N1RV Ann-A still has its predecessor’s flair for memorable characters. Olivia, the demo’s nonplayer-character, is a biotech corporation manager caught between higher-up executives, sabotage from other departments, and the new female hirers that she feels animosity toward for being green. Sam, the game’s bartender and player-character, exchanges stories with the middle manager as she talks about her past as an adolescent swindler scamming tourists. It’s a realistic moment of two very people from very different lives crossing paths, one that feels relatable to any drinker who’s ever chatted with a bartender on a slow night.

Damas says the game’s characters are supposed to feel “lived-in,” as if Sam is not necessarily a player-character insert, but a member of a world that already exists. She’s also a foil to VA-11 Hall-A’s bartender, Jill, a 20-something post-grad at a crossroads in her personal life.

“Sam has been built as Jill’s opposite, be it physically, mentally, or even professionally. She’s been made to contrast Jill and paint the bigger overall picture with her colors. And with this base and the setting in mind, we started making her fit into that world—how she became who she was, what she went through, what might be haunting her from her past, how she fits inside the setting,” Damas explained. “We don’t usually go out of our way to heavily research for characters; we prefer to use the things we’ve learned from people we know and try to make them feel more natural than a walking thesis of stuff we read somewhere.”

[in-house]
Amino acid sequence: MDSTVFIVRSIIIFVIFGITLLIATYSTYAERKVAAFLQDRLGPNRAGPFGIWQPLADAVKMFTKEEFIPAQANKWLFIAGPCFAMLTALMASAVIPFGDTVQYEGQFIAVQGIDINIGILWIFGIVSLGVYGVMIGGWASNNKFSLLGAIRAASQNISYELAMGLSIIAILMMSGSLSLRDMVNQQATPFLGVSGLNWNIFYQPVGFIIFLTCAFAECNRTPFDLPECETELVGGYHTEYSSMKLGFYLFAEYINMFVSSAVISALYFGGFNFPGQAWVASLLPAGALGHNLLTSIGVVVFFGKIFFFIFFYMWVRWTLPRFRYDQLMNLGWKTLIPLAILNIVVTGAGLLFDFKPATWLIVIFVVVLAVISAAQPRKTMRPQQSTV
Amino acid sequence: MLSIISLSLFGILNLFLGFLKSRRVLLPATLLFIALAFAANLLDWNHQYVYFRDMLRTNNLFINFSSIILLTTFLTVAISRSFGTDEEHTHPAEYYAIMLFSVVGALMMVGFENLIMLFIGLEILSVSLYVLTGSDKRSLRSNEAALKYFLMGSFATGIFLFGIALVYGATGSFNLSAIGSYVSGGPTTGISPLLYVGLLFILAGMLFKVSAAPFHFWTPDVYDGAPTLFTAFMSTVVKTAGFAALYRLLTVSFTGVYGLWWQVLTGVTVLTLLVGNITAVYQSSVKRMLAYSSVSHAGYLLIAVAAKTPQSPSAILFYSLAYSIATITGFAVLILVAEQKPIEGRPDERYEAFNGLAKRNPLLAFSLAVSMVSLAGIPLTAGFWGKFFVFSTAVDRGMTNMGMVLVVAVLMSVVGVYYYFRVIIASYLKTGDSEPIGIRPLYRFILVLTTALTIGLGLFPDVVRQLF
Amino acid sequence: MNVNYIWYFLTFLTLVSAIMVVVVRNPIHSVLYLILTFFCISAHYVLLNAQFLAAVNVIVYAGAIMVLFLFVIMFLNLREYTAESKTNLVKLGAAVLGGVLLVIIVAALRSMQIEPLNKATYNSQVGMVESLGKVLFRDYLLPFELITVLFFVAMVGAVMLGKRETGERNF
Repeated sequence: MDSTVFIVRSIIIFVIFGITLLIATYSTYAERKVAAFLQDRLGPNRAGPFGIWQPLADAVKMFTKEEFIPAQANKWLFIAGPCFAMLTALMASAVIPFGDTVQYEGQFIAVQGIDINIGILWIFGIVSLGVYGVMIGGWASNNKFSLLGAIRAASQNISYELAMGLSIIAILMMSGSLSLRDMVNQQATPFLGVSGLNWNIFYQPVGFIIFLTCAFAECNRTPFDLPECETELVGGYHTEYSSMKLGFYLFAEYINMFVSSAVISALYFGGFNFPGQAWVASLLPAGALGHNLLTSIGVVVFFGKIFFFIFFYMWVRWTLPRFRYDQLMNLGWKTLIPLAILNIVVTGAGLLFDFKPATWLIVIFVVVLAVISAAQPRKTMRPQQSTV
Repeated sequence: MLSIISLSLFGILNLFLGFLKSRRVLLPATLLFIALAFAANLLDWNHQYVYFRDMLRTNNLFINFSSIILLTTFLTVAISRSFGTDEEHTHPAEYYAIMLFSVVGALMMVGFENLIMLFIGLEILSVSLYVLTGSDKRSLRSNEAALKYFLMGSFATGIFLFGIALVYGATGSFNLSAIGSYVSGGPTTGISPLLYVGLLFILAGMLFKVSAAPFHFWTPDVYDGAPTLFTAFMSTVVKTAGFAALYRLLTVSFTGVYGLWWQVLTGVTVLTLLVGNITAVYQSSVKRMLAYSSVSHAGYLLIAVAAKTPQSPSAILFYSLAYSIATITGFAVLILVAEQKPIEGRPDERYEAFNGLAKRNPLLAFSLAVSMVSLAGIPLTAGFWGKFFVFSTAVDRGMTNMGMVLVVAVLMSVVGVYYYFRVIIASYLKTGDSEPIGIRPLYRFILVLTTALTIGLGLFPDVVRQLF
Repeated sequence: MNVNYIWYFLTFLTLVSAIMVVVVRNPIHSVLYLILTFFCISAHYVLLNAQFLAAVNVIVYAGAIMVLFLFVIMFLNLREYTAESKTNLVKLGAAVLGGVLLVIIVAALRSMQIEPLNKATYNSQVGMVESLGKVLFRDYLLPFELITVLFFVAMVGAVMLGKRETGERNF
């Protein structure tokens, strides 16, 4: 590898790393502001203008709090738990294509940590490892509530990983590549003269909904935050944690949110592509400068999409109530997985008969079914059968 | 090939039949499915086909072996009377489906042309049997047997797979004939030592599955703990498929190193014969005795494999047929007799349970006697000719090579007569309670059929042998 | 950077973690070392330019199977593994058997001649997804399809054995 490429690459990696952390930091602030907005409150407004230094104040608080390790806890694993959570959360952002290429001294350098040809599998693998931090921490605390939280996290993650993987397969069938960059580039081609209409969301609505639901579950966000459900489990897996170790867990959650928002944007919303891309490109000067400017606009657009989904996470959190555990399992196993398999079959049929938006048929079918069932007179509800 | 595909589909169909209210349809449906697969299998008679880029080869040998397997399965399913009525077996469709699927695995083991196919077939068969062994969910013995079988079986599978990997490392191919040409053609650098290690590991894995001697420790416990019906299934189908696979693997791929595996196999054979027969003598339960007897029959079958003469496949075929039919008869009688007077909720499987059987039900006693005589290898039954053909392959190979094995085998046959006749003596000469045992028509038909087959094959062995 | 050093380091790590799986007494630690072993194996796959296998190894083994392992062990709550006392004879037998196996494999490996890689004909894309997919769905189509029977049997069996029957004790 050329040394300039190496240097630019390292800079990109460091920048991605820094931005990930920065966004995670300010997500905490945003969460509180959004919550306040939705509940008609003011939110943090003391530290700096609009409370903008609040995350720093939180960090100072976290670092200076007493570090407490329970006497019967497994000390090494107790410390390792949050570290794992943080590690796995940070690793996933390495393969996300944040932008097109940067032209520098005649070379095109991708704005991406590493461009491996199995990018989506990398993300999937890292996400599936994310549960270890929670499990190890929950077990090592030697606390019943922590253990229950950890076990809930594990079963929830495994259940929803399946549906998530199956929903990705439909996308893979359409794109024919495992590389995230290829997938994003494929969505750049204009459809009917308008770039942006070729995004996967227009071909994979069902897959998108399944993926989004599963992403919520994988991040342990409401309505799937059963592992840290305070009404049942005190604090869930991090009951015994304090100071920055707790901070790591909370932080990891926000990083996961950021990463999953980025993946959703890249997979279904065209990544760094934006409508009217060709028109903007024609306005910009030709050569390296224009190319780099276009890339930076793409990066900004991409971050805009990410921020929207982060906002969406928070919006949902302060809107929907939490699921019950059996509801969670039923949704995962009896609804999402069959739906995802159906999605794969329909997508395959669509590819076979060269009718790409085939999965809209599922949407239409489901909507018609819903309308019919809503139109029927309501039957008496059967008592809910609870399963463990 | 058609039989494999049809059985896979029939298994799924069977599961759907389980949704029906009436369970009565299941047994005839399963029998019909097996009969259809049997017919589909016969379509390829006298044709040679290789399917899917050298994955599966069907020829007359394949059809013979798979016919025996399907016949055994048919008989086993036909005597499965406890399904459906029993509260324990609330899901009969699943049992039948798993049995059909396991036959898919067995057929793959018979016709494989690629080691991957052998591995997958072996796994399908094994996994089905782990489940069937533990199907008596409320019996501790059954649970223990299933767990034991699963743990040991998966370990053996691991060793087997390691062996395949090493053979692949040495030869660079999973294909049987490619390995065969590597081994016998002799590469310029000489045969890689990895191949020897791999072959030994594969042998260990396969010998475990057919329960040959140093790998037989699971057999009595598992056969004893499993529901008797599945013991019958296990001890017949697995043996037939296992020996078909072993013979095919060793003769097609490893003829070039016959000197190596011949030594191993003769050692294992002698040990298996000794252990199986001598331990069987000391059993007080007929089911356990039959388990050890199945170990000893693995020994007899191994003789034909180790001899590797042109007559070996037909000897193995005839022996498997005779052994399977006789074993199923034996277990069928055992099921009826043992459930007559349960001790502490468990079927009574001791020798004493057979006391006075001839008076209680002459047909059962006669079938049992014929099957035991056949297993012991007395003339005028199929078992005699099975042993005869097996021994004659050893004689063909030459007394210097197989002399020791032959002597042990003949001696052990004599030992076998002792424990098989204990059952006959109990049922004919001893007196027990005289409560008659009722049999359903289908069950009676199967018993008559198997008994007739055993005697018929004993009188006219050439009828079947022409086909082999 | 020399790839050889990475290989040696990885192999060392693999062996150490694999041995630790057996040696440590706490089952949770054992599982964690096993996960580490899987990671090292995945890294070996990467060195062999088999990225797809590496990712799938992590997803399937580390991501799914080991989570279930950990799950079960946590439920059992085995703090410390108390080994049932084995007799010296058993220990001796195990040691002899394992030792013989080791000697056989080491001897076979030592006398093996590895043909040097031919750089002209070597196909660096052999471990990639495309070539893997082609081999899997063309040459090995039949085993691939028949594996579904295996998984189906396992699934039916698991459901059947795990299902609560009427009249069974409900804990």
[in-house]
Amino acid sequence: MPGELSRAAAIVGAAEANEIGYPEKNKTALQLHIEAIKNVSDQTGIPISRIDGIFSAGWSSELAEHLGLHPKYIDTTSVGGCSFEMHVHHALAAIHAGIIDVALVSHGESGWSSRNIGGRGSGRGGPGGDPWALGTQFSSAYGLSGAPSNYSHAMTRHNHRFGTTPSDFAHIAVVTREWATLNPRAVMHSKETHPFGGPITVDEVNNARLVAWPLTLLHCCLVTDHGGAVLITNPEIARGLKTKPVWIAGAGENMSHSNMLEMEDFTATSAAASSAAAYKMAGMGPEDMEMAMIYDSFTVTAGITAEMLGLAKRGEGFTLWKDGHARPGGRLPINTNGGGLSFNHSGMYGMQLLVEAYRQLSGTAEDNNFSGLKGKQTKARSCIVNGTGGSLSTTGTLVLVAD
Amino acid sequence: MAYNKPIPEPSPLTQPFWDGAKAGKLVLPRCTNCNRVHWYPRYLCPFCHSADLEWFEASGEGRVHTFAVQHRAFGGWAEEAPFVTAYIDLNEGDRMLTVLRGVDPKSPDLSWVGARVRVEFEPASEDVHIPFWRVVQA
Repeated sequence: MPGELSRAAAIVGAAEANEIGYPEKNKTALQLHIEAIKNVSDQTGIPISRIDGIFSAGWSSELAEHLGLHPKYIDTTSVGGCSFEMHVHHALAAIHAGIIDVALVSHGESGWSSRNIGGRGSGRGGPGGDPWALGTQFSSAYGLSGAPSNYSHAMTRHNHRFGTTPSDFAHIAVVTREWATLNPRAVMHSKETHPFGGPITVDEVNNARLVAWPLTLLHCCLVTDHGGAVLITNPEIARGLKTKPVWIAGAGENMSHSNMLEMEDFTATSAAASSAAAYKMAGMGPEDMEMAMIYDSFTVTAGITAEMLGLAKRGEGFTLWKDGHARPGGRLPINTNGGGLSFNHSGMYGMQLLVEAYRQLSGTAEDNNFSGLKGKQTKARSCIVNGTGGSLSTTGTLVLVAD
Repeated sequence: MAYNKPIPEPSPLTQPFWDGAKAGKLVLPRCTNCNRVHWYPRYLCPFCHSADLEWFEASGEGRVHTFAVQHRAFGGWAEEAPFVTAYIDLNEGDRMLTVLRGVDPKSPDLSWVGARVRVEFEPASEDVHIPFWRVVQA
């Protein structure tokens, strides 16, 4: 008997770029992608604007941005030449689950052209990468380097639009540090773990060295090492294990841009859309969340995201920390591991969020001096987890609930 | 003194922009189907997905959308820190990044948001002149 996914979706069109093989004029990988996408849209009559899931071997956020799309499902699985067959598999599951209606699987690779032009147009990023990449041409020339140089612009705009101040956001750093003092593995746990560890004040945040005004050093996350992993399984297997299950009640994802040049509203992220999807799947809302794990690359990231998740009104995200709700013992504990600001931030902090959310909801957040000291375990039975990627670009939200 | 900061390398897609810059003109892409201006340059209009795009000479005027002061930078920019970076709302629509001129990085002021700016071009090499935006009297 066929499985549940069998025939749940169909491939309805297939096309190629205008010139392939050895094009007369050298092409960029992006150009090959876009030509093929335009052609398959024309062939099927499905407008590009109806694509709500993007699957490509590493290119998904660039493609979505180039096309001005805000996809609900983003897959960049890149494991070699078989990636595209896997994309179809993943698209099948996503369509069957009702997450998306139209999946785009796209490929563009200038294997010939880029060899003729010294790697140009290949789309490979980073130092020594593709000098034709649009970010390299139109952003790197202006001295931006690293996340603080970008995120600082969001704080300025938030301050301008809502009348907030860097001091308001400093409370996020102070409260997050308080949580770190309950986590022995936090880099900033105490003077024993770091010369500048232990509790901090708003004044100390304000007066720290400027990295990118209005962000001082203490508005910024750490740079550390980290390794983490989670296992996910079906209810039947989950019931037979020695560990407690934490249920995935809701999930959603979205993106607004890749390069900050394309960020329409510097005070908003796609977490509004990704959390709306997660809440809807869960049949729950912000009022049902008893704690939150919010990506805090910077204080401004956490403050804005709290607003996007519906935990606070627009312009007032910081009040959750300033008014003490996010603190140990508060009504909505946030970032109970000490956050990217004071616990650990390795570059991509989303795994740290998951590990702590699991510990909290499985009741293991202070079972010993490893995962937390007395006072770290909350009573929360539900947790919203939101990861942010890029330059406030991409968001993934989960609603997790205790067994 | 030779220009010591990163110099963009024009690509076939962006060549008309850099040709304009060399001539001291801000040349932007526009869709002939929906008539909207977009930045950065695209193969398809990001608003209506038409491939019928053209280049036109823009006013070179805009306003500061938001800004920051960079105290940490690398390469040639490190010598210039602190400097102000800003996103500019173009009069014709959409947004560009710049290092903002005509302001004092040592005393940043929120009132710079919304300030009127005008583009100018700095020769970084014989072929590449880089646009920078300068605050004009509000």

One of VA-11 Hall-A’s most memorable attributes is its openly queer characters: The game’s main plot follows Jill’s life after breaking things off with her long-term girlfriend. One particular stand out character is Dorothy, the 20-something robot sex worker who openly talks about her job (and regularly flirts with Jill). In the middle of the game’s plot, Jill’s boss books Dorothy to stay with the player character overnight and provide her comfort. Half a decade later, her realistic representation of both full-service providers and sex work is still rare in games.

When asked if fans can look forward to more nuanced queer characters, sex workers, or even trans women, Damas gave an equally rare response: “We’ll let the game speak for us.”

“We believe actions speak louder than words, and we want people to approach N1RV Ann-A with as much of an open mind as possible, expecting anything and everything,” he told the Daily Dot. “So we’ll save comments on this front for now.”

In the west, LGBTQ characters are usually teased by eager marketing teams hoping to gain hype from marginalized consumers. By treating these groups as an intricate part of the game that must be understood through experiencing their stories, Sukeban is letting their characters stand on their own merits. It’s fitting, given how N1RV Ann-A is much more interested in speaking truth to power by showing how power flows through everyday life.

“It’s kinda wild how VA-11 Hall-A has kept the attention of so many people for so long, and even if it’s led to us growing, it’s still a snapshot of who we were during that period of our lives,” Damas said. “With N1RV Ann-A and our future projects we intend to give everyone a window into how we’ve grown creatively, professionally, and as people in the years since.”

With any luck, that growth includes even better queer characters and cyberpunk sex workers.

N1RV Ann-A is planned for a 2020 release on PlayStation 4, Nintendo Switch, and PC. For updates, follow Sukeban Games on Twitter.

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*First Published: Mar 10, 2020, 7:00 am CDT